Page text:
Although children don’t come with instruction manuals, there are, thankfully, an unlimited number of books and online resources to help parents navigate the ins and outs of parenting. Many popular resources are focused on topics such as sleep training, nap lengths, feeding, discipline, and how to handle a 2-year-old’s blazing tantrum. But what about instructions for raising socially conscious children? How do you talk to a 5-year-old about skin color, diversity, or equity? Karen Tao, assistant professor in the Department of Educational Psychology at the U, can help.
“Kids are complex thinkers, and they are really observant at a very young age,” says Tao. “They are watching adults and other kids, trying to make sense of how to operate and navigate their own interactions. For really young children, they’re looking at what’s right and wrong and what’s fair and not fair. It’s important to provide a space for them to have open conversations about these matters.”
Tao studies how children talk about and understand race and their other social identities. She has collaborated with elementary school teachers, students, and parents in the Salt Lake School District to implement a classroom-based program focused on topics such as race and gender. She also conducts research on how parents and kids discuss these issues. Tao stresses the importance of starting conversations about diversity early, since children as young as 2 years old are beginning to articulate their ideas about difference and developing judgments on what these differences might mean.
“Kids are hearing a lot of misinformation through media, books, and playground interactions, so it’s essential to ask questions and engage with them about these topics,” Tao says. “These conversations can build empathy, compassion, and kindness.”
Tao’s TEN tips:
Examine your own understanding of race.
If race wasn’t discussed in your household growing up, do some research on your own and reflect on what it brings up for you. The more you understand what race means and how it operates in our society, the better equipped you are to teach your children about it.
Become comfortable with terminology
and familiar with how certain concepts are used. For example, race and culture are not synonymous. It’s important to be clear and provide children with accurate terms so they can learn how to apply them.
When your child brings up a topic related to race,
don’t be afraid to keep the conversation going. This lets children know it is OK to talk about what they notice. Instead of telling kids to keep quiet, refrain from using particular words, or make specific observations out loud, talk to them. Ask them what they noticed and discuss it.
Find opportunities to ask questions.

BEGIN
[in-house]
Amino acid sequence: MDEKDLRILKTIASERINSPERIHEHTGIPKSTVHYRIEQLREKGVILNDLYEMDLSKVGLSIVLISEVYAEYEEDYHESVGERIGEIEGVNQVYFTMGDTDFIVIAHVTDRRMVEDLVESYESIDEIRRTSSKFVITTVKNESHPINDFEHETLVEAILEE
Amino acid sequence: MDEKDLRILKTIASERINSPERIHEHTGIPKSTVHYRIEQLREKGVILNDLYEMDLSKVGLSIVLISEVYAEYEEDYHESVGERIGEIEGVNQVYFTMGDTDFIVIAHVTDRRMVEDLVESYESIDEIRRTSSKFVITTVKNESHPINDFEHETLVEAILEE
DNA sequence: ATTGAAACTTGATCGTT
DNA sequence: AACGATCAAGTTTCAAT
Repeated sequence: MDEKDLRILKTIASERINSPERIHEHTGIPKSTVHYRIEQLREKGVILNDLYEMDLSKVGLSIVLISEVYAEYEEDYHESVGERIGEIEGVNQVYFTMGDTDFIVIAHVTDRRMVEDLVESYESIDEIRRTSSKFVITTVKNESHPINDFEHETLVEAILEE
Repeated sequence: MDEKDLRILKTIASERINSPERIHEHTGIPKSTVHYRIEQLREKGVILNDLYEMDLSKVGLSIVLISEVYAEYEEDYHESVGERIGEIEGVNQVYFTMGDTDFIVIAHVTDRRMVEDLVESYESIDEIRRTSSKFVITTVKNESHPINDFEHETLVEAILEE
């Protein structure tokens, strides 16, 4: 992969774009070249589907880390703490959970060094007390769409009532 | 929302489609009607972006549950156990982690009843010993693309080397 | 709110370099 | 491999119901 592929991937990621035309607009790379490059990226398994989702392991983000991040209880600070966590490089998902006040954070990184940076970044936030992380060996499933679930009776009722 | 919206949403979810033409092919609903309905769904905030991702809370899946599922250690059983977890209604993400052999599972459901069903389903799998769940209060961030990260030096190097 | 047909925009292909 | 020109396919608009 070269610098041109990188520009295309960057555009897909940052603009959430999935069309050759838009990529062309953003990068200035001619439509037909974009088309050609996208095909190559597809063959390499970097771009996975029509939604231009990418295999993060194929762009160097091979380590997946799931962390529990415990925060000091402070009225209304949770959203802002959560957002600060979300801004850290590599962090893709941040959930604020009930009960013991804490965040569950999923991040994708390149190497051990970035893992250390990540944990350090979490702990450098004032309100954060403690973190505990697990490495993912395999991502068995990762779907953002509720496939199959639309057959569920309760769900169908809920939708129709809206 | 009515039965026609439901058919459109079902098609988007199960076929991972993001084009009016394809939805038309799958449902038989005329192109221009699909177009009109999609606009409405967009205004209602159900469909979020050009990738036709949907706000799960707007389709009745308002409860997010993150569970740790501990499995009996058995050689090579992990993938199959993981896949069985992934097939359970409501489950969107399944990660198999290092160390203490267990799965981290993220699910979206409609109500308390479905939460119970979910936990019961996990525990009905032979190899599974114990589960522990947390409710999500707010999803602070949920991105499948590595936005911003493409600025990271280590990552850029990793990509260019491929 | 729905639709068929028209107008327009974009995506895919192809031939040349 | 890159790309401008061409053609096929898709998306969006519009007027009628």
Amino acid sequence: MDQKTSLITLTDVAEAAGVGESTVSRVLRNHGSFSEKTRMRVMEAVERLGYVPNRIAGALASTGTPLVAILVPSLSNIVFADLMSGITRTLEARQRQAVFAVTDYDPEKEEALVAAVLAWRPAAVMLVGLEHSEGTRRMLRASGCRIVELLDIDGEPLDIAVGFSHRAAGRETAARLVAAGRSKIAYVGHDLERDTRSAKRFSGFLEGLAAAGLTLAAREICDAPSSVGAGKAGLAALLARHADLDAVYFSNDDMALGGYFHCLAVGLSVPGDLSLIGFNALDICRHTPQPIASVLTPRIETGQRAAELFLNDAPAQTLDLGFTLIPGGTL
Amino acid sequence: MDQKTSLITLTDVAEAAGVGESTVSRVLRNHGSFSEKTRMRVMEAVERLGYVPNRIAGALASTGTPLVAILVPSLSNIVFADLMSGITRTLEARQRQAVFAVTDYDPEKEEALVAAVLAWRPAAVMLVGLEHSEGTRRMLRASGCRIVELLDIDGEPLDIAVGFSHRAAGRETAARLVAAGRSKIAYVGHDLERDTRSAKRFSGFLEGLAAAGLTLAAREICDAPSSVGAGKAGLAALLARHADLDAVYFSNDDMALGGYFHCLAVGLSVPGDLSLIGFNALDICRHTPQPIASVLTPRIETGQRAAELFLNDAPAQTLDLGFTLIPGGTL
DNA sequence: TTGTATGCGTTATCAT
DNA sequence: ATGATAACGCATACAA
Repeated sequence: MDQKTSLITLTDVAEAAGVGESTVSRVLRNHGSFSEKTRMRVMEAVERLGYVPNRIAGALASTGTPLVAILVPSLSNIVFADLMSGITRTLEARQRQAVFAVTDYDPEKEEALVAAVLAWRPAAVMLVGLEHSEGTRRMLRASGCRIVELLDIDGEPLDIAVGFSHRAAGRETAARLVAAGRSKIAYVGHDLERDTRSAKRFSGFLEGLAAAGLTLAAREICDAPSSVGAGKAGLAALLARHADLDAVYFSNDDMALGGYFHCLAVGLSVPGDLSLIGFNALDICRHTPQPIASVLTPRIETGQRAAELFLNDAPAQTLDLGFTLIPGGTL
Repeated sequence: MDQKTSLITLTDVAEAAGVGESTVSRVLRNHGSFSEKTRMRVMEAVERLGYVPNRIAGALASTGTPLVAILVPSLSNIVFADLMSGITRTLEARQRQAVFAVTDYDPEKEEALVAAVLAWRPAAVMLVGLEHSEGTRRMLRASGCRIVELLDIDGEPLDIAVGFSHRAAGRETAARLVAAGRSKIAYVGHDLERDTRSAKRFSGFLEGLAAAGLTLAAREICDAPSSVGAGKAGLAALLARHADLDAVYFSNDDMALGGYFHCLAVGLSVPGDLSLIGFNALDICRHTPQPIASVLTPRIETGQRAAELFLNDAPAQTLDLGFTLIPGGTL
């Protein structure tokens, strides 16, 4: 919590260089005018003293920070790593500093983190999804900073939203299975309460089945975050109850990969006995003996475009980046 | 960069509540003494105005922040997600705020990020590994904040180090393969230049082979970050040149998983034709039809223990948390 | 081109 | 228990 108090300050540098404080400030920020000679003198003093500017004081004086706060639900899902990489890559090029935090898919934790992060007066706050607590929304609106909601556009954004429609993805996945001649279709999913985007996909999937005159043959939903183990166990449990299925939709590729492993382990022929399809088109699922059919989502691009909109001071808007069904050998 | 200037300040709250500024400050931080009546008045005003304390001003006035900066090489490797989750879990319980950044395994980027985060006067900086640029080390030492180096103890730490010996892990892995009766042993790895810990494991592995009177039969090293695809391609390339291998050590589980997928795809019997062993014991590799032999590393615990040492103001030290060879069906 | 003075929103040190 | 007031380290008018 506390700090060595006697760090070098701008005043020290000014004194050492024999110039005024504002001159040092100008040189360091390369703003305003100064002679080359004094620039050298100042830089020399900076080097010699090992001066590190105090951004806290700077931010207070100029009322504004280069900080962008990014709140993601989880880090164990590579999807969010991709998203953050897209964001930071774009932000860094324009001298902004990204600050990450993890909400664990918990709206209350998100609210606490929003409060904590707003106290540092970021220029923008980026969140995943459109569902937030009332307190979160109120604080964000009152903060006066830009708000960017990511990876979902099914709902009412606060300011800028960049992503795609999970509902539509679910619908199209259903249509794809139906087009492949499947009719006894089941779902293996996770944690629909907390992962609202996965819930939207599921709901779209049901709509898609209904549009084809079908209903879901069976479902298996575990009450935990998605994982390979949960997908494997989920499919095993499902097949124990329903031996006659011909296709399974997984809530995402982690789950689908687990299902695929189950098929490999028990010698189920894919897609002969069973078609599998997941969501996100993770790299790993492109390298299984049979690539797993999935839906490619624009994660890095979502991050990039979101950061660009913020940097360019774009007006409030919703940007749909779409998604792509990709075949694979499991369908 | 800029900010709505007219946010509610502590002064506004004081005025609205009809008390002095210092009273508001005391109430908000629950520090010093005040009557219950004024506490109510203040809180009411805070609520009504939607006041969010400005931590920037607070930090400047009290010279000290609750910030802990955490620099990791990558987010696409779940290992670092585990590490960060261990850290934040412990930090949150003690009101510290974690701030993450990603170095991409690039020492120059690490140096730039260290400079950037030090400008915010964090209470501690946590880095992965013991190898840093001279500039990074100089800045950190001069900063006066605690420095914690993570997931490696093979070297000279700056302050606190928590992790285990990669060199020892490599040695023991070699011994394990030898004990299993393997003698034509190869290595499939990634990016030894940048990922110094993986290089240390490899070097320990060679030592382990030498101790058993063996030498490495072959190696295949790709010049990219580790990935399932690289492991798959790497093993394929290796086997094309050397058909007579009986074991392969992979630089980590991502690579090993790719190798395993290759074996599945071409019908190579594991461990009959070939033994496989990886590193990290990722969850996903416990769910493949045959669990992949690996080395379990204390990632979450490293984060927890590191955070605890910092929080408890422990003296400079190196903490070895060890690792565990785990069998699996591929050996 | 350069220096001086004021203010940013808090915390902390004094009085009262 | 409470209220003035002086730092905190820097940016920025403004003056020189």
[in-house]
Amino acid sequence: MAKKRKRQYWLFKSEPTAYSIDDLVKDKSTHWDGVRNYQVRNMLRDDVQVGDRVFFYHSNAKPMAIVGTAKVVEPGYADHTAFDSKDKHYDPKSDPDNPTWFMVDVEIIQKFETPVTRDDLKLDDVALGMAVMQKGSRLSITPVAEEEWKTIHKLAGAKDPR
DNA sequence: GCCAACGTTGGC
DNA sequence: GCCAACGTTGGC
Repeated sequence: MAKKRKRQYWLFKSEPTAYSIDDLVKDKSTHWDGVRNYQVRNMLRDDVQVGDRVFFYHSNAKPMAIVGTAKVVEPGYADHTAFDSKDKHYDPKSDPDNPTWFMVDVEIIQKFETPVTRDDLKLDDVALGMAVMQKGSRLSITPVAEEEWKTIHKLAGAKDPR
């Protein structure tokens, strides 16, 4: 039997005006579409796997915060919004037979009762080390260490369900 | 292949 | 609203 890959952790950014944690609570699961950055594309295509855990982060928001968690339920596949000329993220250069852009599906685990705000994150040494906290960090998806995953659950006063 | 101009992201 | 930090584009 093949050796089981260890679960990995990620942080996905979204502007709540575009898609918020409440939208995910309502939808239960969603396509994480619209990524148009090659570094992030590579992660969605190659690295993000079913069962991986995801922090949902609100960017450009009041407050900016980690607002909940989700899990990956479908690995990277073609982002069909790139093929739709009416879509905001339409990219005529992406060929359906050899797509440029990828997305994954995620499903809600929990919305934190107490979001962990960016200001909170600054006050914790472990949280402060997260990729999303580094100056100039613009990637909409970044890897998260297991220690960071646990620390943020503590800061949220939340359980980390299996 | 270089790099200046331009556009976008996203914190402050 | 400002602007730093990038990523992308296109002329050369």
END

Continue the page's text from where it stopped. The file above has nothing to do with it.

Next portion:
For example, when reading a book to or with your child, ask them why someone is being treated a certain way. Is it because of their gender or skin color? Let this lead into a rich conversation.
Let children take the lead.
They will probably be the ones to initiate the conversation, so spend some time on what they bring up. Validate what they note or ask about (“That’s such a great observation...”) and then move into a discussion. Statements and questions such as, “I’d love to hear more about that,” “That’s really interesting, what made you think of this?” or “How did that make you feel when you saw that happen?” are helpful ways to deepen your conversations.
Involve your children in activities
to help them learn about their own cultural, racial, and ethnic backgrounds. This will help them develop a greater sense of who they are, which will then enable them to create more positive interactions across various racial-ethnic groups.
Help your children to think critically.
In describing others, it is common for children to focus on concrete and visible features, such as skin color or assumed gender. Challenge them to think about other important personal dimensions. For example, if your child refers to a friend as “my brown-skinned friend,” ask her to tell you more about her friend (e.g., “What does your friend like to do?” and “What kinds of things do you play together?”).
Recognize your child’s limits,
and know when to stop. Depending on age and attention spans, conversations with children about these topics may only last a minute or two.
Initiate a book club or conversation group
with other parents who are interested in learning how to talk with their children about race. Challenges you encounter while sharing your ideas with others will normalize the difficulty in talking about socially charged topics.
It’s OK to make mistakes.
Many of us did not grow up discussing racial issues, so there is quite a steep learning curve. You will stumble over your words and may share wrong information. Let your child know that you, too, are still figuring out how to talk about these important topics, and that you are so happy you get to have these conversations together.
RECOMMENDED READS FOR KIDS
Provided by Lauren Liang, associate professor of educational psychology
Crown: An Ode to the Fresh Cut
Can I Touch Your Hair?
Poems of Race, Mistakes, and Friendship
The Dazzling Life of Josephine Baker
The Other Side
Separate is Never Equal:
Sylvia Mendez and Her Family’s Fight for Desegregation
Freedom in Congo Square
The Year of the Dog
Brown Girl Dreaming
Save Me a Seat
Inside Out and Back Again
—Jana Cunningham BS’04 is a communications specialist with University Marketing & Communications.